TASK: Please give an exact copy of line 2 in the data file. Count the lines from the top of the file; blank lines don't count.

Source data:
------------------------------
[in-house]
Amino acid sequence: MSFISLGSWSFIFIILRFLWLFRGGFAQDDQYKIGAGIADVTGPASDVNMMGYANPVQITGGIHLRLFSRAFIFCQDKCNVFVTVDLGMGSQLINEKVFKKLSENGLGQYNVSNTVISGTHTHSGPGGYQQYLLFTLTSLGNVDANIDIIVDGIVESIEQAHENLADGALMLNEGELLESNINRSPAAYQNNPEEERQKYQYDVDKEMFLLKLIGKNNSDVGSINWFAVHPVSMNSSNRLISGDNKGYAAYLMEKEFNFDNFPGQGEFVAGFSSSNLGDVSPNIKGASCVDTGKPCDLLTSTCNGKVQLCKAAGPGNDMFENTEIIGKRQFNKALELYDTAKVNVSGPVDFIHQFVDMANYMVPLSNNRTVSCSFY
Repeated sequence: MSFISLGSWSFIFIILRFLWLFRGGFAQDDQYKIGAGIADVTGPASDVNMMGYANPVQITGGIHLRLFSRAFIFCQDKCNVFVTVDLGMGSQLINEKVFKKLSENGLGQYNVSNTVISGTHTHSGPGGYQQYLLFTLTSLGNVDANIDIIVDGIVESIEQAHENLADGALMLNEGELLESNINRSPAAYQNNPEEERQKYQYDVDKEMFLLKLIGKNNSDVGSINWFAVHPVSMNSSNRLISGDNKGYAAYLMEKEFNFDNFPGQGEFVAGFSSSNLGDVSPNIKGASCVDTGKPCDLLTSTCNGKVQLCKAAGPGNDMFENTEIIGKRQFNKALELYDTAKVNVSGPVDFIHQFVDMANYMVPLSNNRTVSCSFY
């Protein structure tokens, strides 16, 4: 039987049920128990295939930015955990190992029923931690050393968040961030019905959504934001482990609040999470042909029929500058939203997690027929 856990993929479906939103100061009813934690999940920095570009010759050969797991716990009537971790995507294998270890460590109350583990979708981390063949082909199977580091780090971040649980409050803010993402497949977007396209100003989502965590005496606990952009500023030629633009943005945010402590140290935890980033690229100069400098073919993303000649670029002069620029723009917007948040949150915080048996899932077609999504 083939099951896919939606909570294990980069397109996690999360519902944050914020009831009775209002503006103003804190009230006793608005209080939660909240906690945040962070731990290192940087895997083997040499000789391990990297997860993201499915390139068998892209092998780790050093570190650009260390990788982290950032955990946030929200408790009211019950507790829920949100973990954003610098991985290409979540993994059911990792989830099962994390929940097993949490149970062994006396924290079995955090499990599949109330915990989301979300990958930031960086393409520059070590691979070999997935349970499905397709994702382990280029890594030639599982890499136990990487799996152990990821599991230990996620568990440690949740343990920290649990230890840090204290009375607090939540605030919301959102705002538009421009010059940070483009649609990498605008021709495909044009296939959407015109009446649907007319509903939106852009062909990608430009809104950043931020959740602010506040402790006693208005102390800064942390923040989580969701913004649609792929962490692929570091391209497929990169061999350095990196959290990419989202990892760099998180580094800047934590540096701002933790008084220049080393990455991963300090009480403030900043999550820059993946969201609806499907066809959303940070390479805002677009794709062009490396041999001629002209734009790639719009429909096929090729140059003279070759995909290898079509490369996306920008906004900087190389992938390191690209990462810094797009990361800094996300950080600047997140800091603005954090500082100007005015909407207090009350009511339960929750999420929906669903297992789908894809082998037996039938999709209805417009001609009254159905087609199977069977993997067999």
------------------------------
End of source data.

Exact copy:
Amino acid sequence: MSFISLGSWSFIFIILRFLWLFRGGFAQDDQYKIGAGIADVTGPASDVNMMGYANPVQITGGIHLRLFSRAFIFCQDKCNVFVTVDLGMGSQLINEKVFKKLSENGLGQYNVSNTVISGTHTHSGPGGYQQYLLFTLTSLGNVDANIDIIVDGIVESIEQAHENLADGALMLNEGELLESNINRSPAAYQNNPEEERQKYQYDVDKEMFLLKLIGKNNSDVGSINWFAVHPVSMNSSNRLISGDNKGYAAYLMEKEFNFDNFPGQGEFVAGFSSSNLGDVSPNIKGASCVDTGKPCDLLTSTCNGKVQLCKAAGPGNDMFENTEIIGKRQFNKALELYDTAKVNVSGPVDFIHQFVDMANYMVPLSNNRTVSCSFY